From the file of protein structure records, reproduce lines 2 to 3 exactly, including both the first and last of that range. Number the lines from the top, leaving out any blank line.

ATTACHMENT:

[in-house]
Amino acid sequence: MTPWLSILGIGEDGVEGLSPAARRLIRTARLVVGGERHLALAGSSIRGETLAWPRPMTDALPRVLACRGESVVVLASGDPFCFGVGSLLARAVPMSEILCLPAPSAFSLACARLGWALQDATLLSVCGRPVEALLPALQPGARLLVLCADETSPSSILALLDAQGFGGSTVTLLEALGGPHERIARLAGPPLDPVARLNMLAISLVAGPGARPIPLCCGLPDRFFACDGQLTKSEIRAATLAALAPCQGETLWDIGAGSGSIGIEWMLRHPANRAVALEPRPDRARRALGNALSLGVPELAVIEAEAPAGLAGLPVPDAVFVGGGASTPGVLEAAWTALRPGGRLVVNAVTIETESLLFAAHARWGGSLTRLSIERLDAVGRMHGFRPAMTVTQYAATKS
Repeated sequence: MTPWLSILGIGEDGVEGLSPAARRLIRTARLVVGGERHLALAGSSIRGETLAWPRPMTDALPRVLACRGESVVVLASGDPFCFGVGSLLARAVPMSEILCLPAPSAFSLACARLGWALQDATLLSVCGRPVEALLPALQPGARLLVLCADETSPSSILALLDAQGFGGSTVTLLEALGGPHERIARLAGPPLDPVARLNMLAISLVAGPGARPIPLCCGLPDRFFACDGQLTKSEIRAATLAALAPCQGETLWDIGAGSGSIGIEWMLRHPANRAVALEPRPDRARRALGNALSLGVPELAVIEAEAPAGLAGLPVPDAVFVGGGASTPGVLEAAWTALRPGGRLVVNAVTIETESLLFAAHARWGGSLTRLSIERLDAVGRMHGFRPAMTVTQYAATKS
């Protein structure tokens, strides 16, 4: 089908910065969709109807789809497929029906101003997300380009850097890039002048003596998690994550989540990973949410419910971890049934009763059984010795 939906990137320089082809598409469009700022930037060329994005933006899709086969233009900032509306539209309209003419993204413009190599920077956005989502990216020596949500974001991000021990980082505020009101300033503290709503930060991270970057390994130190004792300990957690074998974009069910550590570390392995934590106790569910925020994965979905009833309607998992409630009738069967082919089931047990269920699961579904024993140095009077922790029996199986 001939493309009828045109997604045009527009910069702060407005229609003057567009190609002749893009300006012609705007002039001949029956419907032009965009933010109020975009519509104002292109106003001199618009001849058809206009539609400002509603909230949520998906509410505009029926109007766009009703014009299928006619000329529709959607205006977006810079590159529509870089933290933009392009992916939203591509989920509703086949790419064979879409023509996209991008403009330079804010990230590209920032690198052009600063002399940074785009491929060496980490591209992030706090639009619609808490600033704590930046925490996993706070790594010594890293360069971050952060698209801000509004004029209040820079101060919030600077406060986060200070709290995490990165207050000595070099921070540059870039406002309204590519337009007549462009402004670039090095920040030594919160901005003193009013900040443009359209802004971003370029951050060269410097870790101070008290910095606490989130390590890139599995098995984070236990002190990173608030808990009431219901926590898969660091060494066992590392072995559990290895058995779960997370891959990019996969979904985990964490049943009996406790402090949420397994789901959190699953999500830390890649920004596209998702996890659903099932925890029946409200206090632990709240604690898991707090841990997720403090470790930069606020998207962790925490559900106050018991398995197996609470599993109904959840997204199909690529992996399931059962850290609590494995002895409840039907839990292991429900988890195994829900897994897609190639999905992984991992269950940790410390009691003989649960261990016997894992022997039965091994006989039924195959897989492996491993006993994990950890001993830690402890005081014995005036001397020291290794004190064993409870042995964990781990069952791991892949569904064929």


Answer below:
Amino acid sequence: MTPWLSILGIGEDGVEGLSPAARRLIRTARLVVGGERHLALAGSSIRGETLAWPRPMTDALPRVLACRGESVVVLASGDPFCFGVGSLLARAVPMSEILCLPAPSAFSLACARLGWALQDATLLSVCGRPVEALLPALQPGARLLVLCADETSPSSILALLDAQGFGGSTVTLLEALGGPHERIARLAGPPLDPVARLNMLAISLVAGPGARPIPLCCGLPDRFFACDGQLTKSEIRAATLAALAPCQGETLWDIGAGSGSIGIEWMLRHPANRAVALEPRPDRARRALGNALSLGVPELAVIEAEAPAGLAGLPVPDAVFVGGGASTPGVLEAAWTALRPGGRLVVNAVTIETESLLFAAHARWGGSLTRLSIERLDAVGRMHGFRPAMTVTQYAATKS
Repeated sequence: MTPWLSILGIGEDGVEGLSPAARRLIRTARLVVGGERHLALAGSSIRGETLAWPRPMTDALPRVLACRGESVVVLASGDPFCFGVGSLLARAVPMSEILCLPAPSAFSLACARLGWALQDATLLSVCGRPVEALLPALQPGARLLVLCADETSPSSILALLDAQGFGGSTVTLLEALGGPHERIARLAGPPLDPVARLNMLAISLVAGPGARPIPLCCGLPDRFFACDGQLTKSEIRAATLAALAPCQGETLWDIGAGSGSIGIEWMLRHPANRAVALEPRPDRARRALGNALSLGVPELAVIEAEAPAGLAGLPVPDAVFVGGGASTPGVLEAAWTALRPGGRLVVNAVTIETESLLFAAHARWGGSLTRLSIERLDAVGRMHGFRPAMTVTQYAATKS